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Initial thoughts[edit]

It's certainly worth considereng. Proxima Centauri 08:05, 4 March 2009 (EST)

I like your "wikiFactor" :-) - for MediaWikis, number_of(edits)/number_of(good_pages) is interesting too. --Wolf | talk 10:00, 4 March 2009 (EST)

I'm not sure I understand this[edit]

hmm TedErnst | talk 14:52, 5 March 2009 (EST)

Lets have a look on our wiki:
Popular pages (of WikiIndex):
Position (p)
most visited first
Page name (views) Relation
views [<=>] 1000*p
1. Welcome ?(572,833 views) 572,833 >  1,000
2. Bulbapedia ?(42,344 views) 42,344 >  2,000
3. Community Portal ?(28,489 views) 28,489 >  3,000
11. Wiki.ThePPN ?(14,724 views) 14,724 > 11,000
12. Books ?(12,807 views) 12,807 > 12,000
13. TourBusStop ?(12,371 views) 12,371 < 13,000
If you count the entries with views > 1000*p (marked with green) you get the wikiFactor (12 for WikiIndex). I hope this helps. Greetings from Berlin --Wolf | talk 03:07, 6 March 2009 (EST)
Thanks for the illustration Wolf. That is precisely how the wikiFactor is calculated. The wikiFactor is not an indication of the size of a wiki, but rather the interest that a wiki has attracted. It is entirely feasible to populate a wiki with many 'uninteresting' pages, that attract very few visits other than the Main Page. The wikiFactor is based on the highly popular (at least amongst the scientific community) h-index (Wikipedia entry). --Carl McBride (talk) 05:39, 6 March 2009 (EST)
Ah, okay. And would this be added through code of some kind, or by hand? 22:06, 6 March 2009 (EST)
I imagine that initially the value of the wikiFactor would be inserted by hand, as is the case at the moment with the wiki_pages parameter in the Size template. --Carl McBride (talk) 05:30, 9 March 2009 (EDT)

Very cool![edit]

Carl, I do worry about how this will scale to non-MediaWiki wiki. Any ideas on that? Best, MarkDilley

I think most implementations of the wiki model have a facility for listing the most popular/visited pages. Instructions on exactly how to do this for each wiki type could be outlined on the category page, in a similar fashion to the list on the Template:Size page for the size of a wiki. --Carl McBride (talk) 13:22, 9 March 2009 (EDT)

New template[edit]

Given the generally positive response to the Proposal:wikiFactor I have started work on an 'experimental' template along the same lines as the Size template: Template:Size experimental. --Carl McBride (talk) 11:52, 23 March 2009 (EDT)

Please, have a look on Proposal:integrate new data into template:wiki! Greetings --Wolf | talk 04:04, 24 March 2009 (EDT)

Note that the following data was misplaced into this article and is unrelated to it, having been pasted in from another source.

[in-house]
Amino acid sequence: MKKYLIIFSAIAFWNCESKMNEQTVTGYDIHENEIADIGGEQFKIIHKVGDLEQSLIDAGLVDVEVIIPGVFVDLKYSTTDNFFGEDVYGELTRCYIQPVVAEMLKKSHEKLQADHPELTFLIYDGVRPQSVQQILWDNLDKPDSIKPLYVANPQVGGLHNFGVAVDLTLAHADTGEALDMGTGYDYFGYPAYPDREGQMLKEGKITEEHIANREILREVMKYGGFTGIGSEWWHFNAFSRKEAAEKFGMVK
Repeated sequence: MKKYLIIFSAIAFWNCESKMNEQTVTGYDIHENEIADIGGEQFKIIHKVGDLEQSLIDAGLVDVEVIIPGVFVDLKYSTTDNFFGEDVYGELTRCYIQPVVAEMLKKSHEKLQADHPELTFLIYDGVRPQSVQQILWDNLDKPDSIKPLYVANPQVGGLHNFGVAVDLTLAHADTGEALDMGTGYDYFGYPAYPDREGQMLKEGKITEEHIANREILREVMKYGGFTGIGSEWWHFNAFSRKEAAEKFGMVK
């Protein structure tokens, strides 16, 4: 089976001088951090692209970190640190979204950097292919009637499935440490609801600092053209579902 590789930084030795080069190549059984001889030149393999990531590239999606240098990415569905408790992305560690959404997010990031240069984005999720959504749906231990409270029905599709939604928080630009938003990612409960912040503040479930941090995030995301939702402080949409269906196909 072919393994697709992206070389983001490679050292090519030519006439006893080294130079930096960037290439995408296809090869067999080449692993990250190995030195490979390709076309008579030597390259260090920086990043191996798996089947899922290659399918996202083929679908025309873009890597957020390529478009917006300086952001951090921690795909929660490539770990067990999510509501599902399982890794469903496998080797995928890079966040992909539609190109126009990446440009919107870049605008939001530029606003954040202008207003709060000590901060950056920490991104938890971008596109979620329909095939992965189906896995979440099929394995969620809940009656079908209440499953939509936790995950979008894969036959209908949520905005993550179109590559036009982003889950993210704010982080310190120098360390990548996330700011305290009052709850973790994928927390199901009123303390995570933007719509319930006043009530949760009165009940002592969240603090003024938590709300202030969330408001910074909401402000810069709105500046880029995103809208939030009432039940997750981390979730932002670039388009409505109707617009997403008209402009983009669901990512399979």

I included two new parameters |wikiFactor= and |wikiFactor URL= into template:size. Have fun! --Wolf | talk 17:25, 24 March 2009 (EDT)

wikiFactor and caching[edit]

I collect stats for Rosetta Code blog posts and the admin there noted to me not long ago that the views count in the wiki statistics was skewed because of caching. If someone views a cached page in the wiki, it is not counted in the wikiviews because it doesn't trigger the script that keeps track of those views. I realize there's nothing much that can be done here about that except maybe put up a disclaimer or somehow create/promote a caching plugin that does count cache views on the stats page. I thought it should be noted somewhere though. -- 10:08, 14 August 2009 (EDT)

One could just as easily argue that if a page was not cached then the statistics would be skewed. If someone has already seen a page (and thus forms part of their cache) then viewing it again is not a fresh view with a fresh pair of eyes. All said and done, if everybody has the same working conditions (i.e. their wiki does perform caching) then, with regard to the wikiFactor, everybody is working on a level playing field. --Carl McBride (talk) 10:18, 14 August 2009 (EDT)
There are several forms of caching that can be occur. Internally, MediaWiki (and perhaps some other engines) cache various items of data used to reconstruct a page. Busy sites often use a "front-end" cache such as Squid (in reverse-proxy mode) or Varnish to accelerate the delivery of pages and files, shielding the web server from duplicate requests from different clients where permitted by response headers. Finally, there are the intermediary server and user caches, also advised by caching and age headers. The latter caches are the ones you refer to, but on busy sites it is probably the server-side cache for anonymous users that has the most effect on perceived popularity. Indeed, it will greatly affect the hit-count for most-accessed pages (since they are very likely to be served from cache), and so disproportionately affect wikiFactor. GreenReaper 14:37, 11 November 2009 (EST)